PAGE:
Have you ever noticed how slim and fit our world leaders are? Our own Prime Minister has made a virtue of being fit, but he's not alone. Basketballing Barack Obama is a lanky 189 centimetres tall and just 75 kilograms, and his British counterpart, the tennis-playing David Cameron, keeps in shape these days after a bit of needling by the British press. He looks fit enough to open the bowling for England.
"Not a bad idea," says Charlie.
And then there is the Man from St Petersburg, Vladimir Putin, who they say can bench-press 188 kilograms - about the weight of the tiger that he brought down with a tranquilliser gun after it got loose in the Ussuri National Park during the president's official visit. He certainly is a super-fit action man at the helm of a resurgent economic power.
"What about Angela Merkel?" chimes in Louise.
We had to think a minute until Charlie said, "Well, she is German".
"What has that got to do with it?" says Louise.
"Well, to the Germans she is positively schlank," says Charlie.
And back in the business world there are few fitter than the former head of BHP Billiton, Marius Kloppers, or our boy from the northern suburbs of Melbourne, Jac Nasser, who makes an Armani suit look really good. But sadly, the average Australian is falling way short of these standards. Obesity rates in Australia have more than doubled over the past 20 years and Australia is ranked as one of the fattest developed nations.
At the end of last year, around 60 per cent of Australian adults were classified as overweight or obese. At the current rate, close to 80 per cent of Australians will be overweight or obese by 2025. And most worrying of all, one in every four children is obese now.
Health experts fear the next generation could be the first to live shorter lives than their parents if nothing is done. And you can't just take a pill to fix it. Even so, an OECD report found that Australians are given more cholesterol medication than anywhere else in the OECD. Australia is the second-highest provider of anti-depressant medication and the rate has doubled over the past decade. More than 13 million scripts were written in 2010-11 and, as almost everyone on those medications knows, they put on weight which is very hard to lose.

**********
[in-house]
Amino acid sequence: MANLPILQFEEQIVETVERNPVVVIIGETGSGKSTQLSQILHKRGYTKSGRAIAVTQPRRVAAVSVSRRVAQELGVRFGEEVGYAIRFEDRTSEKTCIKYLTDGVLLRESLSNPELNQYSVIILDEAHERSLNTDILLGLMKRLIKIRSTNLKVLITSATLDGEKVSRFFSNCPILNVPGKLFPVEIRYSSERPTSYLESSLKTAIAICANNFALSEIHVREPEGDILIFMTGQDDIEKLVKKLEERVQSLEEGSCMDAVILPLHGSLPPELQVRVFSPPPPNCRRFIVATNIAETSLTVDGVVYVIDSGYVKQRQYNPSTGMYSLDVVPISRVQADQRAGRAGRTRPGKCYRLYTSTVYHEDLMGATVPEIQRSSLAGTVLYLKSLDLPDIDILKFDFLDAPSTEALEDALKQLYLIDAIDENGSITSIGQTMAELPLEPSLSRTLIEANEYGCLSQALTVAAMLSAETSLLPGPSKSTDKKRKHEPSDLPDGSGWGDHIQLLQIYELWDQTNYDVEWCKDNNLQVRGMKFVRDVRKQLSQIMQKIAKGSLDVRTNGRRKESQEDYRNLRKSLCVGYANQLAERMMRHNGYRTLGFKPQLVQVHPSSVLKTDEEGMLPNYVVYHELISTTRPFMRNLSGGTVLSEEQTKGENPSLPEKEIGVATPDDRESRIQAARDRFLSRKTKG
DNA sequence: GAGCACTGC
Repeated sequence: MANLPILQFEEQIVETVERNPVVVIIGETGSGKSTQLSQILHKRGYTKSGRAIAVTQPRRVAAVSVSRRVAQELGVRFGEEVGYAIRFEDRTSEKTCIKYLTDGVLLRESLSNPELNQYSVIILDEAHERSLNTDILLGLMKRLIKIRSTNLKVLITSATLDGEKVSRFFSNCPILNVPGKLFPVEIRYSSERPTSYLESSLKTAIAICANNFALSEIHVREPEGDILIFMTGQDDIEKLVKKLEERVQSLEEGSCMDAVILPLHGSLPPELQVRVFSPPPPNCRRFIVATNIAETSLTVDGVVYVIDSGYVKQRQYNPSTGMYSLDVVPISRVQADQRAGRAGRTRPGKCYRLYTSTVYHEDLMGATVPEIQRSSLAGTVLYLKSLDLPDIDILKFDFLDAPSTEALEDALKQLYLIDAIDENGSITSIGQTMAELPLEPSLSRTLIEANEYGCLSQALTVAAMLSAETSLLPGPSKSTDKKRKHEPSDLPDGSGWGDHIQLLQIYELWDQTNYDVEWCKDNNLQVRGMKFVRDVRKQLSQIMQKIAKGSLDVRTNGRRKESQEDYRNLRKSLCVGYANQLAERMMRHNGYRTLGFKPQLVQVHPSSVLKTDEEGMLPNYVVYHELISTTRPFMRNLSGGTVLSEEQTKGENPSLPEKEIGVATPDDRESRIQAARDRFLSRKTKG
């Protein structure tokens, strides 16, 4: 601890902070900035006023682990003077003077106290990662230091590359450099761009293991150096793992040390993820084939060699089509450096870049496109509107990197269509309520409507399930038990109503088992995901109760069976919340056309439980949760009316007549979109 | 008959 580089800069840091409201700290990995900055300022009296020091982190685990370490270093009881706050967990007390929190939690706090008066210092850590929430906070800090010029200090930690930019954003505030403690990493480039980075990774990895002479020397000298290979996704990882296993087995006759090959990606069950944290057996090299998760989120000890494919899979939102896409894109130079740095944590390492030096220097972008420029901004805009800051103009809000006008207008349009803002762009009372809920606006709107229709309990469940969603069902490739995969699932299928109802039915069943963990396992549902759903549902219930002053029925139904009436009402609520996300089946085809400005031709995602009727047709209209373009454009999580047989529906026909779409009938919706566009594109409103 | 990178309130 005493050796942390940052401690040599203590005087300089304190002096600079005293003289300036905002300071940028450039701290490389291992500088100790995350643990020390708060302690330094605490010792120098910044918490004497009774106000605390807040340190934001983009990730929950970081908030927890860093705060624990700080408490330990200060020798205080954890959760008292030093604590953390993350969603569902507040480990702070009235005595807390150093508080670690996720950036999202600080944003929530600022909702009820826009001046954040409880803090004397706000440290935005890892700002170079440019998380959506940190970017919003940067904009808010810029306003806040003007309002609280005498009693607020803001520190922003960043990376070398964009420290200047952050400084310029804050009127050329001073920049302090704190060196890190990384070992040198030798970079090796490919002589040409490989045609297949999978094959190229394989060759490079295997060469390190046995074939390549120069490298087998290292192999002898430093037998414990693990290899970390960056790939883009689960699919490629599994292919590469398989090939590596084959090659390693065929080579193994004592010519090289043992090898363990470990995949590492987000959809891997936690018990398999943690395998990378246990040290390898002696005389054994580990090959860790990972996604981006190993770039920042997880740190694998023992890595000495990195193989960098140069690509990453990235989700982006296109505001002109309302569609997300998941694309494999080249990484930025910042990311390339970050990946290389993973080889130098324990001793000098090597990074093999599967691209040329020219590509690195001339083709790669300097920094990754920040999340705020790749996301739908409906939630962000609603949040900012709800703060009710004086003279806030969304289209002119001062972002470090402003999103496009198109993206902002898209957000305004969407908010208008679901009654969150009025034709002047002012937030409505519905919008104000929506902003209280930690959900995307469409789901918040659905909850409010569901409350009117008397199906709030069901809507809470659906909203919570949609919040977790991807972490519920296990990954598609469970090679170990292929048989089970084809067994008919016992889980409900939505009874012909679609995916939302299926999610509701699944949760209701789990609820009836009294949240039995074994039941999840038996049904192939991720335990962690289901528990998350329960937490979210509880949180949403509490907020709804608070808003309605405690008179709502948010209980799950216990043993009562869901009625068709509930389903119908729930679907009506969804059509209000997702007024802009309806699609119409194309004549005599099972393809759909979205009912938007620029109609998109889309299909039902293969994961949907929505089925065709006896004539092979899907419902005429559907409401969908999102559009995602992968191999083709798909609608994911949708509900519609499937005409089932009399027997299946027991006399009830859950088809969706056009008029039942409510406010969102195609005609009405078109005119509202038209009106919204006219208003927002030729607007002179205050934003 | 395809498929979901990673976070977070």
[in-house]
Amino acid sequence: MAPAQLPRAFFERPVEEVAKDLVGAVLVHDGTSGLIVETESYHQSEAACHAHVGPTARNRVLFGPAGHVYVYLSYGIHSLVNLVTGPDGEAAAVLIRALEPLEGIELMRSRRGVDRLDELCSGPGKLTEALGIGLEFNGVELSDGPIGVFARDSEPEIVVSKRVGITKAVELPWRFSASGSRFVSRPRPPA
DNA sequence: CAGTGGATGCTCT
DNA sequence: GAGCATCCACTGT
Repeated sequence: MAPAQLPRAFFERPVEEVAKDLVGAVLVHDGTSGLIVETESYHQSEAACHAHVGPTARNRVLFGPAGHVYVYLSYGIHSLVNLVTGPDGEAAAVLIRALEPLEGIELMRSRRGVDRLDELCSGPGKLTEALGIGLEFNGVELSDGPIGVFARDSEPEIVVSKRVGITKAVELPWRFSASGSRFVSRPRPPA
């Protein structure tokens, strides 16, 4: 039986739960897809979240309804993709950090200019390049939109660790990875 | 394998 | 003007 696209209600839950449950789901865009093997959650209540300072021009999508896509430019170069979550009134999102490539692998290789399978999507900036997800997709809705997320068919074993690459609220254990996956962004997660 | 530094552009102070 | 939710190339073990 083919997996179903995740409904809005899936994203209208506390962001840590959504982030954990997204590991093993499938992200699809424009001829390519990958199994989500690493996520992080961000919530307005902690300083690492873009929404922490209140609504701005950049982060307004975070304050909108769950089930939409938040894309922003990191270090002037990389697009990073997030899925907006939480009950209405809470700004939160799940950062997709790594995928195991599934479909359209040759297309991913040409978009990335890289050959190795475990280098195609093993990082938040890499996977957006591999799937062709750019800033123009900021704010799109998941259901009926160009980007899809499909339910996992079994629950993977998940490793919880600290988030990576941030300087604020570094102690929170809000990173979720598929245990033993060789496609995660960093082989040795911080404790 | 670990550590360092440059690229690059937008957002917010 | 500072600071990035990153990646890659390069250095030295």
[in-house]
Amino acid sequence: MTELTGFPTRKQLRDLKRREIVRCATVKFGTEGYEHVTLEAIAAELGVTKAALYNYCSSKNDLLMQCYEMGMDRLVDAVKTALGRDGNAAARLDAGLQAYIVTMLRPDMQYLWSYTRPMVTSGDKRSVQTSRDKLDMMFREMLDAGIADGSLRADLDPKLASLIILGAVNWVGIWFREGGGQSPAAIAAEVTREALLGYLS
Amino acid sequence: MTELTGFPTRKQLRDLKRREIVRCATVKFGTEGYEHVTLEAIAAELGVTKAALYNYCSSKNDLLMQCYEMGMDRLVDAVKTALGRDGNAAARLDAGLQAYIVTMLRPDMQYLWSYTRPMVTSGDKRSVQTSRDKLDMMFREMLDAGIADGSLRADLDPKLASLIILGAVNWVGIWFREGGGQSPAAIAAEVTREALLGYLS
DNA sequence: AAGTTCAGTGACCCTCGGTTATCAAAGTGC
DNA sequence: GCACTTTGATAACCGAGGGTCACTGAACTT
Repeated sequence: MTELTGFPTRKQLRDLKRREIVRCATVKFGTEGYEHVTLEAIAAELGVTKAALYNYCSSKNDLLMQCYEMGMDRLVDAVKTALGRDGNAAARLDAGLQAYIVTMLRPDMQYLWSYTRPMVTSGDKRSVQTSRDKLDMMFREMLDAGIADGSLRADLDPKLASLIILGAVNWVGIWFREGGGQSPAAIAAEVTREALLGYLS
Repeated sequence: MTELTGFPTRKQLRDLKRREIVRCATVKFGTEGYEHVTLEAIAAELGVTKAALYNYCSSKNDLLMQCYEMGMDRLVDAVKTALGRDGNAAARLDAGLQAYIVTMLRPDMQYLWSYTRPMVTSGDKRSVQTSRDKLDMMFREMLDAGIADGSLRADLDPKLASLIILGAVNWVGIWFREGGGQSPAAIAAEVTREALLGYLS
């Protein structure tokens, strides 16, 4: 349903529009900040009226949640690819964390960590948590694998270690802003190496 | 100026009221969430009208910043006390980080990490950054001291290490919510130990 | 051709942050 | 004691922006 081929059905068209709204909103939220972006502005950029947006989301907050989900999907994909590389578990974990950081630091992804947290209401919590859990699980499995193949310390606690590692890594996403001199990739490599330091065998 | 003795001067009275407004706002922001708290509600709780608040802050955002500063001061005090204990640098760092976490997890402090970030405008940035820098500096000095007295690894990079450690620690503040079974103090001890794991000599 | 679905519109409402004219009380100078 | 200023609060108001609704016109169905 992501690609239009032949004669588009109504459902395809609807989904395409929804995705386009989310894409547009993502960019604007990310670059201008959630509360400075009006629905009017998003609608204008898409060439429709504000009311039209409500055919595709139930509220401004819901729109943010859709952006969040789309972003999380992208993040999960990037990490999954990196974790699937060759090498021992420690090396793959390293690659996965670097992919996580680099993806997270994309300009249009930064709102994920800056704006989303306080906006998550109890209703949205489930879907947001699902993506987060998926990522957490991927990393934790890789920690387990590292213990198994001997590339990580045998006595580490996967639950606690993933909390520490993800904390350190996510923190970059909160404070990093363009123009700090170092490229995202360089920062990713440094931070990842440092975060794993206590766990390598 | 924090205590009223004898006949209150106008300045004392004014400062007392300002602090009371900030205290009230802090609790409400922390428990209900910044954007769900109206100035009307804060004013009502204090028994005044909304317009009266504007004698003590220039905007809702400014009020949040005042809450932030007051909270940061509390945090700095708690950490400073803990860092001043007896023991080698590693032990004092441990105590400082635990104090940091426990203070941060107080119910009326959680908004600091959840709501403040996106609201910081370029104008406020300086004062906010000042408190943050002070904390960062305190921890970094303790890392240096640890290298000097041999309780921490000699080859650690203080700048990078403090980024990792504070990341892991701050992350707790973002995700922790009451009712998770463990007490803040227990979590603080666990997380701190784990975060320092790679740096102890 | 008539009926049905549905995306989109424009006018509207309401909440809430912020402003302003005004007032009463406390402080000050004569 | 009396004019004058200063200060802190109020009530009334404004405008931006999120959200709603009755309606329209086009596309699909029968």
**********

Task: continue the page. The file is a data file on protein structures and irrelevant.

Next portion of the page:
It's plain that if we don't do something soon, our economy will be dealt a body blow. The extra cost incurred by obesity in Australia in terms of healthcare, ancillary services and lost productivity was estimated to be $58 billion in 2008. That's about the size of the economy of Syria. In fact we could balance the budget with better-balanced eating and exercise. But what to do about it?
My own case is fairly well known. I went from 165 kilograms to 92 kilograms some four years ago with the help of lap-band surgery. James Packer and Joe Hockey have had similar success.
And of course, there is the heavyweight of all heavyweights: Clive Palmer, who has apparently lost 40 kilograms on a diet that he says includes red wine and plenty of cheese. He is planning on losing another 20 kilograms by Christmas and we wish him well. But he did make the point that "Australia has more fat people than skinny ones ... and they're all united by one thing - food and fatness".
While Clive was probably imagining them as a political force to be harnessed, dare I say it for the Parma United Party, a two-day conference in Canberra this week was trying to grapple with the problem.
The conference raised many matters that I am sure will get the interest of all levels of government in Australia.
We need a serious effort in this area if our children are to be fit enough to lead the country in a competitive world that demands that we be our best in order to succeed.
The simple truth of the matter is that obesity is bad for our health and our wealth. "You just spoilt the Christmas party," says Louise.